NEW YORK -- Add another accomplishment to Clayton Kershaw's growing collection, this one of a historical nature.
When the Los Angeles Dodgers' staff ace struck out his fifth batter Sunday night against the New York Mets, it gave him 100 strikeouts with just five walks. It is the first time in modern history a pitcher has reached the 100-strikeout plateau with only five walks.
The previous best came in 2010 when Cliff Lee had 100 strikeouts with seven walks.
To put it another way, at the moment of his 100th strikeout, Kershaw had a 20-to-1 strikeout-to-walk ratio.
"I didn't even know that stat," manager Dave Roberts said afterward. "When you put it into context, which many of you guys can, when 2-to-1 is [a] pretty good strikeout-to-walk ratio, and now you're looking at 20-to-1, that's something you don't imagine."
Kershaw is all about victories, so personal accomplishments don't give him pause. But put in a practical sense, the 20-to-1 ratio shows his dedication to first-pitch strikes and getting ahead of hitters.
"Yeah, I think so, I think there is some merit to that, just being aggressive," Kershaw said. "Try to get beat with hits and not walks. Tonight I had some three-ball counts and I got some swings outside the strike zone, which was great. I was very fortunate. I got some outs."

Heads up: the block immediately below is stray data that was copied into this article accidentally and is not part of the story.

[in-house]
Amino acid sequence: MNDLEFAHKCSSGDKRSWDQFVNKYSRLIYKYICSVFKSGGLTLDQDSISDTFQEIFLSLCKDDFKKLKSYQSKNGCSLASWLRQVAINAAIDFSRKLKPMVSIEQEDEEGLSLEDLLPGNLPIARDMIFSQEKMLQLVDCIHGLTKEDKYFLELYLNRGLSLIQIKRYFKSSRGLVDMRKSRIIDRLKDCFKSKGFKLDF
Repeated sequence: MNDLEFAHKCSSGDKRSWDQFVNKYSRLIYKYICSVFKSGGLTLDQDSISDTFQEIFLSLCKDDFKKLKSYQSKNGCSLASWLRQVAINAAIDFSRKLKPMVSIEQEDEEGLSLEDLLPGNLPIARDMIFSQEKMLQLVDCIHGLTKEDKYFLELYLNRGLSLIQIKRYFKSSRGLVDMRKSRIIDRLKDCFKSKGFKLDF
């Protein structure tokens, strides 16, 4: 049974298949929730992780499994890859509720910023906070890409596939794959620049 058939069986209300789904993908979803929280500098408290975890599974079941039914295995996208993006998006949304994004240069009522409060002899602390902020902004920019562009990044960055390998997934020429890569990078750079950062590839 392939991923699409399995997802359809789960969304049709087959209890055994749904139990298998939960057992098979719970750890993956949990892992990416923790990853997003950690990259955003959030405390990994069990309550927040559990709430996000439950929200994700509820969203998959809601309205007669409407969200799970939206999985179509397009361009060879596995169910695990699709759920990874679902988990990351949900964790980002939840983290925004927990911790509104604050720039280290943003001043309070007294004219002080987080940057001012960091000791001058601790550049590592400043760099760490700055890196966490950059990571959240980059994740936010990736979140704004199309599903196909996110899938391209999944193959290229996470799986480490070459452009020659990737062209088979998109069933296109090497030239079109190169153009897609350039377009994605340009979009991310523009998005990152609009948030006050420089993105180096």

The three-time Cy Young Award winner has been dominant again in the first two months of this season. He had a 5-0 record in May before Sunday's start and a 0.64 ERA this month before he was charged with two runs in an eventual 4-2 Dodgers victory.
Kershaw reached the 300-strikeout mark for the first time last season, finishing the year at 301. But he didn't record his 100th strikeout in 2015 until his second start in June. By that time he had already accumulated 19 walks.
So in one year, Kershaw has gone from essentially a 5-to-1 K/BB ratio to a 20-to-1 mark.
"That's a big unfathomable number right there, that ratio," catcher A.J. Ellis said. "It speaks to his commitment to be aggressive in the strike zone. It speaks to his ability to put guys away. It shows who he is as a competitor."